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FRRS Historical/Archive Department Collections

The Feather River Rail Society is dedicated to the preservation, interpretation and education of the public as to the history and people of the Western Pacific Railroad. This web page provides access to some of the collections in our archives.

Please note, this set of web pages is a work in progress. We will continue to add more material to it from our archive over time as our volunteers make it available.

Go to index of all captioned photos in our H/A collections.

Go to Unabridged table of the captions form all non-Meeker H/A photo collections.

Jump to collection: AWK   Carl Walker   Charles R. Pfenning   Frank Hibbs   Garth Groff   Meeker   Norm Holmes   Portola Railroad Museum   Robert S. Webber   Virgil Staff  



AWK Collection

The FRRS is the home for the Arthur Walter Keddie Library. More information about the AWK Library is available HERE!



Carl Walker Collections



Charles R. Pfenning WP Dispatcher Collection

A collection of rail passes, photos, newspaper clippings and other memorabilia of his father's career was donated by Gary L. Pfenning in memory of his father.



Frank Hibbs Collection

Frank Hibbs was a Western Pacific photographer and modeler. He was a chief refrigeration engineer for Union Ice Company. Being along side the Western Pacific Stockton yard he for many years photographed an extensive collection of WP equipment. His photographs in color, using a medium format camera, are some of the best taken of each diesel locomotive of the Western Pacific. After retiring early with 30 years of employment he moved to Meadow Valley where he still followed the Western Pacific.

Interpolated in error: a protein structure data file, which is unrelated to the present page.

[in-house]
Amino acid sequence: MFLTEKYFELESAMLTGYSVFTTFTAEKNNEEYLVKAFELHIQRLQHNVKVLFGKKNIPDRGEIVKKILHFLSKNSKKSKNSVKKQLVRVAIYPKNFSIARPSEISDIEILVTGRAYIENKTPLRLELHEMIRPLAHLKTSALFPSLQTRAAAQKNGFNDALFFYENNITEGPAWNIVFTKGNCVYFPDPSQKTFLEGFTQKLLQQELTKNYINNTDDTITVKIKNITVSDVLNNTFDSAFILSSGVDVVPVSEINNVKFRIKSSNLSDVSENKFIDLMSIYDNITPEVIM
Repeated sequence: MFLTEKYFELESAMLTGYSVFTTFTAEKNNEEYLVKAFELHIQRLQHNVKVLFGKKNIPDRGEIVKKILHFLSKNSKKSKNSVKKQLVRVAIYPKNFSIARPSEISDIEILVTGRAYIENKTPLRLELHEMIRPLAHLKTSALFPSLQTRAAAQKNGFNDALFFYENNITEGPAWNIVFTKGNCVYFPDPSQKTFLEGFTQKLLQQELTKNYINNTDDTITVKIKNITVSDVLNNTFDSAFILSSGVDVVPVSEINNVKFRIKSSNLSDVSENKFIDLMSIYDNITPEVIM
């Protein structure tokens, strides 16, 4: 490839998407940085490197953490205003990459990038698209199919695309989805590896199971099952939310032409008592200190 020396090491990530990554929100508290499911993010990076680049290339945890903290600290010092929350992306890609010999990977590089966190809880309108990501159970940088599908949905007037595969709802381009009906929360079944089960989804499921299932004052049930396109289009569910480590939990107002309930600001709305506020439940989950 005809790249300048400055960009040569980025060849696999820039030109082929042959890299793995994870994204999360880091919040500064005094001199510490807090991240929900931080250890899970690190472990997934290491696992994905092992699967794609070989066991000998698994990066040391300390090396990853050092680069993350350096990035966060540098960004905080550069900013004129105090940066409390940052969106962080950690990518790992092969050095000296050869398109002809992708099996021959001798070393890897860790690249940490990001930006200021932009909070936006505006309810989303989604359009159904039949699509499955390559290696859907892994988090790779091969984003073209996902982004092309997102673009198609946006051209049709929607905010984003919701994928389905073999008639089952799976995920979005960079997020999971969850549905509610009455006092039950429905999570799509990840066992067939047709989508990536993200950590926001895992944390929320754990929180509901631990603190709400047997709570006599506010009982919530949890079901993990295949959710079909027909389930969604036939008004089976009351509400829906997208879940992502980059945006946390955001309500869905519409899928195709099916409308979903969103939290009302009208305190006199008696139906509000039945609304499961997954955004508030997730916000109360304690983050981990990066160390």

Garth Groff Collection

Garth has made tremendous contributions to the FRRS and WPRM over many years. To learn more about Garth, please see the article on the East Bay Hills Project - Sacramento Northern On-Line & Garth Groff web page.



Meeker Collections

The Meeker Collections are named after Kenneth J. Meeker, long time member of the Feather River Rail Society.

Ken was an avid fan of anything railroading. He was a Western Pacific employee and longtime photographer. In addition to the WP, he worked for the Southern Pacific, Union Pacific and the Altamont Commuter Express. He was also an author and accomplished amateur photographer. He was the author of the book “Western Pacific” published by White River Publications.

Ken collected hundreds of Western Pacific railroad photographs, documents and artifacts during his lifetime. His collection also included parts of the Western Pacific Railroad corporate records, timetables, drawings, maps, etc.

Ken passed away May 8, 2010 in Stockton, CA after a courageous battle with a lengthy illness. He was 52 years of age and was born on July 9, 1957 in Baltimore, MD.

His personal archives were donated to the FRRS in Ken’s memory and serves to showcase the past of the Western Pacific Railroad and Ken’s passion for the WP. This important archive consists of two collections:



Norm Holmes Collection

With the arrival of the NPOAZ (mail, pigs, autos) in Portola Sept. 28, 1987, Union Pacific Engineer and Feather River Rail Society founder Norman Holmes brought his railroad employment to a close. Having reached age 60, and with the incentive of an early retirement separation allowance, Norm figured forty-two years with the railroad was enough.
Norm loved trains and particularly the Western Pacific from as early as he could remember. At age 17, he went to work as a steam watchman in San Jose. As soon as he turned 18 (August 1945) he started on his student fireman trips "covering the road" from Oakland to Portola. His first pay trip as a fireman was on a steam switcher in Stockton, doubling through from an afternoon shift to a midnight job--16 hours. A brief stint in the Army in 1946 cut into his career and when he returned to civilian life he was cut off from his firing job. In 1950 and '51 Norm worked in Portola and Stockton, but it wasn't until 1953 that year round employment was available. Norm worked switchers and locals in the Bay Area, made 90 round trips as a fireman on the Zephyr and was promoted to engineer in 1959.